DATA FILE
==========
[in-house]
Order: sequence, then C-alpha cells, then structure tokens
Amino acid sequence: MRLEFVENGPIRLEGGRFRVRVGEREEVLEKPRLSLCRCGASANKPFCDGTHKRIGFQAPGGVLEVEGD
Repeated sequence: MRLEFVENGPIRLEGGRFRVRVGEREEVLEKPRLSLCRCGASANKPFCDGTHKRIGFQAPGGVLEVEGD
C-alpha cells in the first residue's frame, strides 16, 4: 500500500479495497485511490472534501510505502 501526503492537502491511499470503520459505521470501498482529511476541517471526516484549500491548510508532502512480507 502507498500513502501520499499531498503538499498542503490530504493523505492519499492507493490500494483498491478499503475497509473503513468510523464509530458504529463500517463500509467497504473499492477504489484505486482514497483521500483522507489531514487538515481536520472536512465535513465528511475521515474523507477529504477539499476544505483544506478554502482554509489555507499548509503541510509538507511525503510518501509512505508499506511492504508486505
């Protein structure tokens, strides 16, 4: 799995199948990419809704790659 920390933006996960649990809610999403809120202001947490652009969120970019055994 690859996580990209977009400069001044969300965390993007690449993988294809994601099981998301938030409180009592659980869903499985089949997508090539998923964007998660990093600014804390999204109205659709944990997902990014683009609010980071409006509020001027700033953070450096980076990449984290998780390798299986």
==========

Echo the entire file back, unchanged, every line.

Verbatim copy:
[in-house]
Order: sequence, then C-alpha cells, then structure tokens
Amino acid sequence: MRLEFVENGPIRLEGGRFRVRVGEREEVLEKPRLSLCRCGASANKPFCDGTHKRIGFQAPGGVLEVEGD
Repeated sequence: MRLEFVENGPIRLEGGRFRVRVGEREEVLEKPRLSLCRCGASANKPFCDGTHKRIGFQAPGGVLEVEGD
C-alpha cells in the first residue's frame, strides 16, 4: 500500500479495497485511490472534501510505502 501526503492537502491511499470503520459505521470501498482529511476541517471526516484549500491548510508532502512480507 502507498500513502501520499499531498503538499498542503490530504493523505492519499492507493490500494483498491478499503475497509473503513468510523464509530458504529463500517463500509467497504473499492477504489484505486482514497483521500483522507489531514487538515481536520472536512465535513465528511475521515474523507477529504477539499476544505483544506478554502482554509489555507499548509503541510509538507511525503510518501509512505508499506511492504508486505
């Protein structure tokens, strides 16, 4: 799995199948990419809704790659 920390933006996960649990809610999403809120202001947490652009969120970019055994 690859996580990209977009400069001044969300965390993007690449993988294809994601099981998301938030409180009592659980869903499985089949997508090539998923964007998660990093600014804390999204109205659709944990997902990014683009609010980071409006509020001027700033953070450096980076990449984290998780390798299986």